Sunday, July 07, 2013

What are the different names for "cat" in different languages?

A couple of days, Haaretz's Word of the Day was Khatool, meaning "cat." I have no idea if the article's discussion of the word "cat" is at all accurate, linguistically speaking, but it's fun.
Every language of mankind has a word for cat and most are of striking similarity. in fact there seem to be two main groups, apparently stemming from two ancient roots. In fact, the words for cat are so alike that they could serve as an argument for the postulated Ur-language– the "monogenesis" theory that there was an ancient proto-tongue spoken by an early clan of humans, which fathered the nations of man around today. 
As that clan scattered through the eons, with descendants slowly spreading around the globe, the theory says, their languages evolved. 
Of course, we can never know if there was a single proto-language, but it is fun to postulate, and how else did so many peoples on the planet wind up with such similar words for cat? 
The two roots, which seem to stretch back into eons long gone, are qat and mao. We can also give honorable mention to pusi
The common Hebrew term for cat is, as said, khatool– see the khat? The formal Arabic is qot (or qet); the vernacular Arabic is biss (shades of puss!), and the English is – figure it out for yourself. The ancient Assyrians and the Asturians called it the qatoo
Over the millennia the oo seems to have disappeared. Today's French has chat, German has katze, Greek has gata and Icelandic has kottur. Catalan settles for gat, like modern Arabic, and the Basque language that is said to be unique calls the noble animal the catua. [For another article on different cat names in European languages, see Etymon - cat].
Seeing a pattern here? Moving down to the African languages, we find katti in Nyanja, elkati in Zulu and pakka in Swahili. 
As for the second root, some mainly Asian tongues seem to have derived their word for cat from the meow: the Sanskrit call the cat marjara, while Mandarin goes straight for mao. (There you thought you were saying of your kid, "He's the cat's meow," but all along you were saying, "He's the cat's communist dictator".) 
Of course, where you have two peoples you have three opinions and somebody at some time evidently had an original mind. Gujaratis are among the minority that preserved neither the qat sound nor the musical meow, instead calling the cat biladi – the Hindi is billi. Tamils call it poonai. Go figure. 
Gypsies call the cat muca, preserving the meow and the ca. Romanian and Samoan lean towards the pusi section of cat words. 
The Japanese word for a generic cat is neko, also commonly known as yamaneko. Which brings us to the Iriomote-yamaneko, an exceptionally rare and primitive wildcat found on the remote island of Iriomote (sometimes also called yamamaya – there's that mao – which means "the cat in the mountain." Some call it yamapikarya – "that which shines on the mountain." Yeah.)
There's a problem with this idea when it comes to the Semitic languages. I can see how Hebrew khatool is related, in some fashion, to Arabic qot, although where did the ool part of the word come from? (Perhaps the oo is from Assyrian - but the l?). So how do we have shunra, in Aramaic? It's not related to any of the three basic words for cat in the world, at least according to this article.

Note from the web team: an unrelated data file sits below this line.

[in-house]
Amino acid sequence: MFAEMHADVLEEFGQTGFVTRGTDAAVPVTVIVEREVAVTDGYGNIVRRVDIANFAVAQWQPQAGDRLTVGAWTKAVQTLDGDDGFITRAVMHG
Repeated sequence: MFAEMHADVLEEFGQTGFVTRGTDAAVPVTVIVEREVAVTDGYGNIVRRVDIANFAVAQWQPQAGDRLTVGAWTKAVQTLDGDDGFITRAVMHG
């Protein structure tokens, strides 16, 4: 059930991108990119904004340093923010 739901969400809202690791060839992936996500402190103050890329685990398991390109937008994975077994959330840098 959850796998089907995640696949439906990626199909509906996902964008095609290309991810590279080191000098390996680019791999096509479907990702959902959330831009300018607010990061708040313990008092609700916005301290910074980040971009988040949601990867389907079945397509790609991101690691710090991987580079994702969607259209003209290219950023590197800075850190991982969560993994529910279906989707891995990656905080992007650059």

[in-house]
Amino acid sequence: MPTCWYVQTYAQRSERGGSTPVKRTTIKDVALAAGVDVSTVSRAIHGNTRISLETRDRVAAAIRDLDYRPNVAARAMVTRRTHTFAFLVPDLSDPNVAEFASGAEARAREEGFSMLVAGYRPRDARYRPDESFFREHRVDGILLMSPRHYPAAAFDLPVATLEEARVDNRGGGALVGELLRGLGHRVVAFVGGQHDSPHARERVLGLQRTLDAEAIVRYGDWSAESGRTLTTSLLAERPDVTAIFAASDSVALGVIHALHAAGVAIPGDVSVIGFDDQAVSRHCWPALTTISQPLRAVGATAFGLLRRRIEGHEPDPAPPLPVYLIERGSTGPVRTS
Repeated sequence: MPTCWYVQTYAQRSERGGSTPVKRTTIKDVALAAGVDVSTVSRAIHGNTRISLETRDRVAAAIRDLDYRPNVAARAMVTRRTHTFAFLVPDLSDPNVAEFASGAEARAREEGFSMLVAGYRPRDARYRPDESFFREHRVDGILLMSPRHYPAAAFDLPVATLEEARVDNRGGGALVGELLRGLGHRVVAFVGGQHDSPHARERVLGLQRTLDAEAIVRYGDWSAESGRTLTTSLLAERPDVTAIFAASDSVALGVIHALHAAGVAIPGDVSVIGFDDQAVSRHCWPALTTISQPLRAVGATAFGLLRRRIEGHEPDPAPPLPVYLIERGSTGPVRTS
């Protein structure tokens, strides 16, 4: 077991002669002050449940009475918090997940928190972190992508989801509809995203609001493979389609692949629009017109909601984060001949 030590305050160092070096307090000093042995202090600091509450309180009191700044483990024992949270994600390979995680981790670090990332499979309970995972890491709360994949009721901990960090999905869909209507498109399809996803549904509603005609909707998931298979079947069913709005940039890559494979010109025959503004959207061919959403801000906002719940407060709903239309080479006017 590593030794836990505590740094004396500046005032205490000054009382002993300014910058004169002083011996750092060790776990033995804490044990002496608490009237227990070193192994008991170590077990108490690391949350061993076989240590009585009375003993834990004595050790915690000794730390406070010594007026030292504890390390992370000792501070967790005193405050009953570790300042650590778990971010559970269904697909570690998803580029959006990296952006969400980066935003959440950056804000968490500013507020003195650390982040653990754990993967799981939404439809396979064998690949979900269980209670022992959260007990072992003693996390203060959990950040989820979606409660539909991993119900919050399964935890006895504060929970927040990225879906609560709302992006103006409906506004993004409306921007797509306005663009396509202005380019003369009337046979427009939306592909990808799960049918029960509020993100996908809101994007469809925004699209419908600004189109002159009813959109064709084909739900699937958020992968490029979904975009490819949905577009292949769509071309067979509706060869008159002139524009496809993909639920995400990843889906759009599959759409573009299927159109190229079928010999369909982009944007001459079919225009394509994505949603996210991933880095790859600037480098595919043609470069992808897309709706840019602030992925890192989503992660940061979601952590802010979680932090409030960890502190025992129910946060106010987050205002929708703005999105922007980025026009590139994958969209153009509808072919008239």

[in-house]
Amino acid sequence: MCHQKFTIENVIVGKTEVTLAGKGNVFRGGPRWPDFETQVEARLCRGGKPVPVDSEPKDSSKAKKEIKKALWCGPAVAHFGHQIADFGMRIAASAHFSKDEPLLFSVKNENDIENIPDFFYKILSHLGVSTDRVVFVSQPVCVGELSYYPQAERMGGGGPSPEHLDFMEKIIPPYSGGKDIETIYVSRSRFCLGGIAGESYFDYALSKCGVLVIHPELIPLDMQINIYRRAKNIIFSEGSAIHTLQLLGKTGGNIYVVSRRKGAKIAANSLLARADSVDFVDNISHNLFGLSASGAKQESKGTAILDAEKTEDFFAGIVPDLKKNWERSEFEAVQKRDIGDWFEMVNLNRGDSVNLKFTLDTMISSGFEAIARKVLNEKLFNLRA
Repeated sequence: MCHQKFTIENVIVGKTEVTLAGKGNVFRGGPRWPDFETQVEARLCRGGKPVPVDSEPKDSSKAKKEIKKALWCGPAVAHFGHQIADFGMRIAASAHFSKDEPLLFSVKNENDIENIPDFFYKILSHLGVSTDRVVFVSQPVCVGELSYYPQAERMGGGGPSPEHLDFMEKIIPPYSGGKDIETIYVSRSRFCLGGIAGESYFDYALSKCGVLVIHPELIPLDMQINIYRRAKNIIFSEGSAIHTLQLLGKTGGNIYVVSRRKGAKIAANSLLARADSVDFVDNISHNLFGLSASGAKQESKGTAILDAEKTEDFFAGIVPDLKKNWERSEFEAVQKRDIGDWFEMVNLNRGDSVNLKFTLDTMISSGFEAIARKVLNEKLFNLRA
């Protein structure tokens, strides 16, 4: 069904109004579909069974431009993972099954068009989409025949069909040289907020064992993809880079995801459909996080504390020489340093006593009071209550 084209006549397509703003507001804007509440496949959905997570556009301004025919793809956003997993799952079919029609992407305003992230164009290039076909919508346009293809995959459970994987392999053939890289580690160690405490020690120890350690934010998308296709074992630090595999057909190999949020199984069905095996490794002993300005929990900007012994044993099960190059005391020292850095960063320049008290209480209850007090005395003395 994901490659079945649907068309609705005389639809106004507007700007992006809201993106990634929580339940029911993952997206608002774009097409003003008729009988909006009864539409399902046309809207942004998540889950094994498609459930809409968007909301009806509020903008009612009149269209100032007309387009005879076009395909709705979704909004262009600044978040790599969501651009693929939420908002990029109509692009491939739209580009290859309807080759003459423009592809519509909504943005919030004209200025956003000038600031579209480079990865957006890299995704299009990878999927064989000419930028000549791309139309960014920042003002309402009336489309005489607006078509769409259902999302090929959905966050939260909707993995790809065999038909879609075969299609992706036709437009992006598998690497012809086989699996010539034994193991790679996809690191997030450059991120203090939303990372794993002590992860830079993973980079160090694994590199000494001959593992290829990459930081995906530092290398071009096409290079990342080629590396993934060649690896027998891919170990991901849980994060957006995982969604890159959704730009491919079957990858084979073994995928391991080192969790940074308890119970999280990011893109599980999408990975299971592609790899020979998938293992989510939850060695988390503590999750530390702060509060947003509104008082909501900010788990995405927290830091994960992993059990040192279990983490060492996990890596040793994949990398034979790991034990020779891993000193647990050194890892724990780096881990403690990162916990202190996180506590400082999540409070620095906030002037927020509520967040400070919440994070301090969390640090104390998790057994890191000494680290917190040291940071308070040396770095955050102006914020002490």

When looking at the Wiktionary article on "cat" in Syriac, the mystery appears to be solved. The word for cat in Akkadian is shuranu, in Arabic it's sinnawr (this must be only one of the Arabic names for cat, because above the Arabic word for cat is qot or biss). (See also the entry in the Comprehensive Aramaic Lexicon).


  1. Delightful article on this topic (well, the Semitic part anyway) by John Huehnergard, who wrote the introduction to the Semitic languages roots section in the American Heritage Dictionary.

  2. Thank you for this article. Although the Haaretz source is not too clever, it does raise some interesting questions. Obviously, the original homelands of cat species are likely the places where humans first need a word for them. My cat Ephrem responds to the Syriac "Shunnar!" "Shunnara dil!" I believe this name refers to the animal's capacity for sleep.

  3. Thank you for the reference to the John Huehnergard article on cats. I studied two different Aramaic dialects with him when I was a student at Harvard - Targumic and Babylonian Jewish Aramaic. We never discussed cats, however.

    1. Glad you enjoyed Huehnergard's article. Small world that you were his student. I got to your site via The Ha'aretz piece is, uh, less than learned, but still fun.

  4. The Zulu word for cat is actually "ekati" without the "l." Not having a word in their language for a common housecat, the Zulu people simply took the word "cat" ("Kat" in Afrikaans) and added an "e" in front, hence the mentioned term which is pronounced "EE-KAH-TEE". The same approach applies to a number of words "borrowed" from foreign tongues, i.e. simply add the "e" prefix, and the word is instantly Zulu, e.g. a "motorcar" becomes "Imoto," and so forth. It appears to me problematic to employ such "loan words" found in African tongues, i.e. those having been derived from the languages of foreign "invaders," in order to substantiate the "'monogenesis' theory that there was an ancient proto-tongue...."! Whilst the latter might be a possibility, I wonder how many of the words appearing to have a singular "primordial root," so to speak, are actually due to, as it were, "interracial linguistic cross fertilisation"!